Every now and then I have a perfect lunch and this is what happened today thanks to my friend Jerome and my brand new meat grinder. Jerome (who is head chef at Mosimann’s) gave me some fabulous lamb (from the top of the leg, which he calls single muscle) for me to make kibbeh nayeh. As for the meat grinder, I wouldn’t have bought one if I hadn’t lost Ramiz, my brilliant Lebanese butcher at Zeina who decided to return to the home country. This said, I am pleased to have it because I now have total control over my kibbeh which is not to say that I would not have left this control with Ramiz if he had not abandoned me and many other faithful clients! Anyhow, I thought I would share with you the way to the ultimate kibbeh nayeh.
First, you need to make sure you buy very good and very fresh lamb. Jerome’s is Welsh from a small farm and I suggest you source yours carefully, and use the top of the leg as I do. I could have trimmed all the fat but you need a little with the meat and as there is no way I can get tail fat here (Lebanese butchers always add a little to kibbeh), I left a little of the fat on the meat.
Jerome also helped me pick the meat grinder and when I was proudly showing him my new acquisition, he gave me very good advice telling me to cut the meat in long slices so that I can drop these easily into the mincing shaft without having to force the meat through which would cause the machine to overheat and the meat to darken. A definite no-no for kibbeh nayeh! In fact, I suspect some restaurants use food colouring to keep their kibbeh very pink.
And by watching Ramiz, I learned that for kibbeh (although not for the stuffing if you are making kibbeh bil-saniyeh) you need to mince the meat twice to get it really fine. Here is what it looks like when first ground.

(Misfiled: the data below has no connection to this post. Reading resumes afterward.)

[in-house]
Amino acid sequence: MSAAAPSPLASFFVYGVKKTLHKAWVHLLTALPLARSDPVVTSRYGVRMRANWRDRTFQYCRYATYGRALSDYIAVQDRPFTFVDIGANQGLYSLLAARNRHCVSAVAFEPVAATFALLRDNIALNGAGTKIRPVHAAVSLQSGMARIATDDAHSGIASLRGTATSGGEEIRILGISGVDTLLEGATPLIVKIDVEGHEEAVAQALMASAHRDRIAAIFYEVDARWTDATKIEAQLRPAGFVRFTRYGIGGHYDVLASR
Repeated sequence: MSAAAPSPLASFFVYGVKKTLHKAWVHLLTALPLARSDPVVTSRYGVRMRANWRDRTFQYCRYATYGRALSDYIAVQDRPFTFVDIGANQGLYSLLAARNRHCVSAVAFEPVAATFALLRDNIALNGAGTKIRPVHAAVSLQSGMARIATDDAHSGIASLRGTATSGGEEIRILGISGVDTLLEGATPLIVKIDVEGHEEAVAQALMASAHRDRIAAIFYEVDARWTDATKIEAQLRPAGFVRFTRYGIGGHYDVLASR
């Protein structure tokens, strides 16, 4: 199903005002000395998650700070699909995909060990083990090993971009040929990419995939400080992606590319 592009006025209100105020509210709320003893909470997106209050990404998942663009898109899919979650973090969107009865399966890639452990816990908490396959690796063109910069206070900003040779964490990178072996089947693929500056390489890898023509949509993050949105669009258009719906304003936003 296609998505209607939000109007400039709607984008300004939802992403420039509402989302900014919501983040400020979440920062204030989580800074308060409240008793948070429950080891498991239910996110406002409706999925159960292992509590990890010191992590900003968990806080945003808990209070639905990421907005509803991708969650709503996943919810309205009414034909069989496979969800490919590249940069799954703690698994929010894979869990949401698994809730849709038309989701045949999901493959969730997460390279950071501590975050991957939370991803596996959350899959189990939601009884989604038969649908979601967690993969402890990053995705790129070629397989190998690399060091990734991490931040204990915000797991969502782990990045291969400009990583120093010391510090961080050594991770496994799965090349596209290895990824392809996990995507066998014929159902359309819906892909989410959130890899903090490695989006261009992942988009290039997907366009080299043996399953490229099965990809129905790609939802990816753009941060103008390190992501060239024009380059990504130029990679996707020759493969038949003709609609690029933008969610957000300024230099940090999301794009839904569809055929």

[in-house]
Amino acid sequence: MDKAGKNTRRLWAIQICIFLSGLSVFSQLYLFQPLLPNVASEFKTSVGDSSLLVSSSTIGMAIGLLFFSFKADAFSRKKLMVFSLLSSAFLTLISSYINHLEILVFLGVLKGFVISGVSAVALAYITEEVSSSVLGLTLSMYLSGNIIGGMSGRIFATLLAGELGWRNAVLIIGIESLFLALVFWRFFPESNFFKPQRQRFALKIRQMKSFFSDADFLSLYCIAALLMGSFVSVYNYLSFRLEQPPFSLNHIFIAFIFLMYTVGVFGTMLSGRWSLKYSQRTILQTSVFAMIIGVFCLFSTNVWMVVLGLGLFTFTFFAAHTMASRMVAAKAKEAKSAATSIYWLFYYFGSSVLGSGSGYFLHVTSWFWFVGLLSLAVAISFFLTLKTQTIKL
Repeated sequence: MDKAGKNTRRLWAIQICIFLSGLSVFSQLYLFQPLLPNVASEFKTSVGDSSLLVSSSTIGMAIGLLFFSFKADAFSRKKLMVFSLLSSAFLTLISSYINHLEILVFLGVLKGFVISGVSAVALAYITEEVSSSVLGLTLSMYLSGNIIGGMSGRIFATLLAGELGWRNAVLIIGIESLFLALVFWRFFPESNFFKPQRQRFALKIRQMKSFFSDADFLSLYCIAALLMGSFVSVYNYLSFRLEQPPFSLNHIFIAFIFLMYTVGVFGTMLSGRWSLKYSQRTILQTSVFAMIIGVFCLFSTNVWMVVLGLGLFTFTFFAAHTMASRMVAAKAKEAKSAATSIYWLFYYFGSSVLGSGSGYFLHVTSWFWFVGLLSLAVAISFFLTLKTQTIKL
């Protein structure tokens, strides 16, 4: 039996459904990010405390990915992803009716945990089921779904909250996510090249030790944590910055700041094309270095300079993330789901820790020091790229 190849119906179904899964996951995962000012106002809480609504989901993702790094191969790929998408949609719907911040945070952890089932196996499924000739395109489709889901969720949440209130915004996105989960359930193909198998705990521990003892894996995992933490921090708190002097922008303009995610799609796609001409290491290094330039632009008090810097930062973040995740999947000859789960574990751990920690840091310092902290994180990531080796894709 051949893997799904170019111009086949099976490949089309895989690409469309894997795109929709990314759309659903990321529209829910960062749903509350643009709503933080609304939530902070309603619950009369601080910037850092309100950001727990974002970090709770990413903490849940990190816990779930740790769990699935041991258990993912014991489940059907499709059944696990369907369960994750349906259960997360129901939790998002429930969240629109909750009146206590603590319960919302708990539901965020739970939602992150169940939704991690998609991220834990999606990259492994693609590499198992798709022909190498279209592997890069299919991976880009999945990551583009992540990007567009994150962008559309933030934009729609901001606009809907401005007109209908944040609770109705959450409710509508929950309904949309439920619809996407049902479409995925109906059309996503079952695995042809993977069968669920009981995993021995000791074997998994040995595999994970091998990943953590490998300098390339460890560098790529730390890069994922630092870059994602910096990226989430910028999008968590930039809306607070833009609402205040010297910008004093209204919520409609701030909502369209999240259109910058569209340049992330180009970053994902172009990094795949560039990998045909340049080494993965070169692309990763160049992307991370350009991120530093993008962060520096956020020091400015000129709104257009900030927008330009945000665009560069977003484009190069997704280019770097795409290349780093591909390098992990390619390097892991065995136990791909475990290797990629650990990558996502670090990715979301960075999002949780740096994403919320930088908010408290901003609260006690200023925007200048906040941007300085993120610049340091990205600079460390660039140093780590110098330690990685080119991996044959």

And what it is like the second time round.
Then you need to add a little grated onion. My mother also adds a little fresh basil but I prefer to use it as garnish and/or accompaniment.
The ratio of burghul changes for kibbeh nayeh and you need to use less than for cooked kibbeh. I only use dark burghul and of course fine grade. I stopped taking pictures at this stage as they wouldn’t have looked so nice unless I had beautiful hands like my mother’s in them but she is in far away Lebanon!
And here is a shot of my beautiful meat grinder which is now officially my favourite kitchen gadget. I will use it again soon to make different versions of kibbeh to share with you. Until then, here is my mother’s recipe. One word of advice: serve kibbeh nayeh as soon as it is ready otherwise it will change colour and become greyish. Also, the burghul will fluff up making the kibbeh less moist although you can easily remedy that by kneading it again with a little iced water. But you can’t change the colour unless you use artificial means which I don’t recommend!
Serves 4 – 6
500 g (1 lb 1 oz) lamb from the top of the leg, boned, skinned and defatted and put through the fine mincer twice
1 small onion, peeled and grated
a handful of fresh basil or mint leaves, very finely chopped (optional)
120 g (4 oz) fine burghul, rinsed under cold water and drained
2 teaspoons ground cinnamon
1 teaspoon ground allspice
1 teaspoon 7-spice mixture (if not available, replace with allspice)
½ teaspoon finely ground black pepper
fine sea salt to taste
pine nuts for garnish, soaked in cold water for an hour or so
Prepare a bowl of lightly salted iced water and have it at hand.
Put the minced meat in a mixing bowl. Add the grated onion and herbs if you are using them and burghul. Season with the cinnamon, allspice, 7-spice mixture and pepper. Add salt to taste and mix with your hand until well blended. moistening the kibbeh every now and then with a little iced water. Knead the kibbeh until the mixture is soft without being too wet
Taste and adjust the seasoning if necessary. Transfer the meat to an oval or round serving dish and flatten it into a shallow cake. Use your index finger or the tip of a small spoon to make little curved dips in a straight line down the middle and again either side of it. Drizzle a little olive oil into the dips, scatter a few pine nuts over the surface and serve immediately with trimmed spring onions and sprigs of fresh mint. As you can see from the top picture, I served mine (to myself!) slightly differently, making small round cakes with a dip in the middle for the olive oil and garnishing with a few basil leaves.
©Anissa Helou from Lebanese Cuisine
Tagged : 7-spice mixture, buffalo meat grinder, fat tail, jerome henry, kibbeh, kibbeh nayeh, lebanese cuisine, lebanese steak tartare, meat grinder, meat mincer, mincing meat for kibbeh, mosimann's 17